Ben & the Art of Motorcycle Maintenance

“Have you got a name for your bike?”
“Yes. It’s got four letters, it begins with ‘c’ and it can’t be uttered in the daylight.”

It’s summer in Beijing. It’s too hot to walk anywhere. It’s too hot to sit on the bus. It’s definitely too hot to be crammed on the Batong Line trying to read Leaves of Grass with some dude’s armpit in your face. That’s why I bought an electric bike from a friend of mine for £30. That’s about a quid for each mph, or about a quid for each minute before the knackered battery (which weighs about the same as a baby African Bull Elephant) starts giving up. It has a headlight and an indicator which, like any Beijinger, I choose to ignore most of the time. It keeps, like David Bowie in Labyrinth, pulling slightly to the left.

In the winter, I occasionally borrowed a friend’s moped for the short ride to work. I felt like the protagonist of a French New Wave movie, waving at pretty Chinese girls while majestically weaving in and out of city traffic. My relationship with the new bike is a little more complicated. It’s like having a friend who you enjoy hanging out with but who’s never quite there for you when it really matters. The kind of mate who you end up occasionally shouting at or kicking or calling all sorts of names associated with the female pudenda*.

Weaving majestically is not often on this bike’s agenda. Words like ‘sputtering’ ‘stuttering’ and ‘wtf’ are more appropriate. Waving at Chinese girls without being tipped over the handlebars remains unlikely. But it always seems to serve its purpose, which is leading me from A – usually along some slow, meandering, inconsistent route – to B.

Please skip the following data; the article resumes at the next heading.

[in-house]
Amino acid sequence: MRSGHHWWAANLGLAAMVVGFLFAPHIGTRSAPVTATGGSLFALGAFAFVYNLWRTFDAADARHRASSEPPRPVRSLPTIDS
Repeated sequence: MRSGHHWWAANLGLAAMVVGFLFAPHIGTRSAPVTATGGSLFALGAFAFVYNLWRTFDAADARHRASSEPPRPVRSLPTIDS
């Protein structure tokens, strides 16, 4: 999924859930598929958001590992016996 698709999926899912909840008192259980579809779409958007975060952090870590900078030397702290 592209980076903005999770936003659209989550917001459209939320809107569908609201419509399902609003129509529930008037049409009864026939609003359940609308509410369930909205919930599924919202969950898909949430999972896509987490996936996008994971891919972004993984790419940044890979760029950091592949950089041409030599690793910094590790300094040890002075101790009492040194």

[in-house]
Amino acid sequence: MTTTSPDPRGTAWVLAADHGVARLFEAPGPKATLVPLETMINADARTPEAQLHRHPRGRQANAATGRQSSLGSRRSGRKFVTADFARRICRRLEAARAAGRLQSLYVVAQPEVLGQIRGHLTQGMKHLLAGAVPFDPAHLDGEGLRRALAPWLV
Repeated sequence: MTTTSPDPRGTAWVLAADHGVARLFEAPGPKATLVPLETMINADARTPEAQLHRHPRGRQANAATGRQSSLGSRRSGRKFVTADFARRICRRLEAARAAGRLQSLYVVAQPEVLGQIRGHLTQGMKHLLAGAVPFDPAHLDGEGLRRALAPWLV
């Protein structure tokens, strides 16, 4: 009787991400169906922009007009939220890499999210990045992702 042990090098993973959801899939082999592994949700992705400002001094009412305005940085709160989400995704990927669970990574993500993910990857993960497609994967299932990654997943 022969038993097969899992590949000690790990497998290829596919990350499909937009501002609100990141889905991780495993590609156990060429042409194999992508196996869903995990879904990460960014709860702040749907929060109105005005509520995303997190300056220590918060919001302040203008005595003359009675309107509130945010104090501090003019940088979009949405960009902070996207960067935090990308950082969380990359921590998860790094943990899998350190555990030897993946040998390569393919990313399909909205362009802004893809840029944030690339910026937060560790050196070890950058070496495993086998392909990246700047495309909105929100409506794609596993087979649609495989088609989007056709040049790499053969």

It reminds me of the character Columbo, who bumbles around for 45 minutes, annoying the crap out of the celebrity guest star before suddenly proving that they are, in fact, the murderer.

It reminds me of Patrick Troughton’s Doctor Who, who spends six weeks arsing about on a space station before suddenly using his knowledge of electro-magnetism to repel an invasion by the Cybermen.

It reminds me of relying on a sat nav that keeps leading you astray but, just as you are screaming profanities at the top of your lungs, suddenly announces proudly “You have reached your destination!”

As a matter of fact, the bike reminds me of myself, and of a lot of my friends both here and back home. All of us flawed and slightly eccentric (two absolute musts to be a friend of mine), often unreliable and occasionally downright useless, sometimes even a bit of a heinous fucking cunt.

But always getting there in the end.

*I swear like a marine, by the way. I’ve only met two people in my entire life who use four letter words more than I do. I try to bowdlerize myself a little here in the blogosphere.